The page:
Horse Behavior towards Familiar and Unfamiliar Humans: Implications for Equine-Assisted Services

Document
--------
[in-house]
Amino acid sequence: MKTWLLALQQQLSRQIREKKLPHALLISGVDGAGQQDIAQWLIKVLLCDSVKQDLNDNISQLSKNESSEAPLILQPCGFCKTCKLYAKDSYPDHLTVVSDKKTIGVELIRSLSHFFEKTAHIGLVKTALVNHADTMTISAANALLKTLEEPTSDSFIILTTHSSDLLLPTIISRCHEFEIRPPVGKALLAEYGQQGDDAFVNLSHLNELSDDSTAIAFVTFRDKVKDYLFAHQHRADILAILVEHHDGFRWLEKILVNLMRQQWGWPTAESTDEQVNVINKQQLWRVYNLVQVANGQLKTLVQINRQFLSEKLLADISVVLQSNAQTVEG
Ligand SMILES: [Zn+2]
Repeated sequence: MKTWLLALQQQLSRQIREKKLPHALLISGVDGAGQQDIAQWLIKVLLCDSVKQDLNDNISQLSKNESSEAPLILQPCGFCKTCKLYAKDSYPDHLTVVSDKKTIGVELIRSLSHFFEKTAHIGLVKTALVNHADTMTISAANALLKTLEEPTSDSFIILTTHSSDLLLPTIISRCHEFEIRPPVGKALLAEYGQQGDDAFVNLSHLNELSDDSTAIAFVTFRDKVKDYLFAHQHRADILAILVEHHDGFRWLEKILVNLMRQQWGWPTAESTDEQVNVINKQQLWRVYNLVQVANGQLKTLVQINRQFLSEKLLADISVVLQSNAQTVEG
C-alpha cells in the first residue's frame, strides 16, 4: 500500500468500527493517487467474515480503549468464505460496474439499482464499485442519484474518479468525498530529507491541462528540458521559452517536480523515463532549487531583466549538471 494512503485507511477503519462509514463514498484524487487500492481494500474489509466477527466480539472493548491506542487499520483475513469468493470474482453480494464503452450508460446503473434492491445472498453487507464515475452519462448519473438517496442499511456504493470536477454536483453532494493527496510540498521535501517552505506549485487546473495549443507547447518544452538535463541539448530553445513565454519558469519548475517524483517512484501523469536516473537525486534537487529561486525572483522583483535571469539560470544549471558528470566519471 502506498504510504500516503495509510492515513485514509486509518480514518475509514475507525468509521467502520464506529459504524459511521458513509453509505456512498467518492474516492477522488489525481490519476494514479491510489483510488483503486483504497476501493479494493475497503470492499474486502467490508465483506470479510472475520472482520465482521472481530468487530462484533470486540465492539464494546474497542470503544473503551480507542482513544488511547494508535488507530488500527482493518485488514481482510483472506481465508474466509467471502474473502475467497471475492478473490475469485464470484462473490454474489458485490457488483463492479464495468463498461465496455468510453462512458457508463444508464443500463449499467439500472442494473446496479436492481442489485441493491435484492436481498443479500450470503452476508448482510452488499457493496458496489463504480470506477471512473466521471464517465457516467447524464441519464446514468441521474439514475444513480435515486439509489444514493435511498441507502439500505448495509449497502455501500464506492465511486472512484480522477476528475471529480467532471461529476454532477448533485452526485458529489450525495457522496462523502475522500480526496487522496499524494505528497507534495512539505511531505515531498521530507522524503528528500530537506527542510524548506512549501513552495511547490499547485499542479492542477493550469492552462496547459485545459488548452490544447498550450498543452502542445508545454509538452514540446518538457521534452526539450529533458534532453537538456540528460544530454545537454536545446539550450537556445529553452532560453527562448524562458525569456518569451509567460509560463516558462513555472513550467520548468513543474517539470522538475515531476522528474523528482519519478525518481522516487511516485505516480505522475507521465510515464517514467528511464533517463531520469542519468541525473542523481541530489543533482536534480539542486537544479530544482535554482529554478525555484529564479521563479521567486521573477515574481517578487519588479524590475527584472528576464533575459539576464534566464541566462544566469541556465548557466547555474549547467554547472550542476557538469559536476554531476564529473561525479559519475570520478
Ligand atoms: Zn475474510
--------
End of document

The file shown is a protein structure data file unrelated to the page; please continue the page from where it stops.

While human benefits of animal-assisted therapy programs have been documented, relatively little research has been conducted on behavioral factors that predict a successful equine-assisted services (EAS) horse. This study compares the behavior of experienced and non-experienced EAS horses as well as horses selected for future EAS work in a series of sociability and temperament tests. No significant differences were found between experienced and non-experienced horses in the sociability measures or for most of the temperament tests; however, significant differences were found between groups in the brushing test, with non-experienced horses showing more affiliative behaviors towards the familiar handler and unfamiliar persons. No significant differences were found between selected and non-selected horses in the temperament tests. However, non-selected horses were found to show significantly more affiliative behaviors towards a familiar person during a sociability test compared with selected horses. These findings suggest that the social behavior and temperament of EAS horses may not be significantly different from other available horses not selected for EAS work. Instead, these decisions may primarily reflect subjective impressions of fit. Interestingly, on measures where significant differences were identified, the horses not actively engaged in or selected for therapy were the ones that showed greater affiliative responses to familiar and unfamiliar humans. Reasons for why this may be, as well as future directions in EAS selection, are discussed.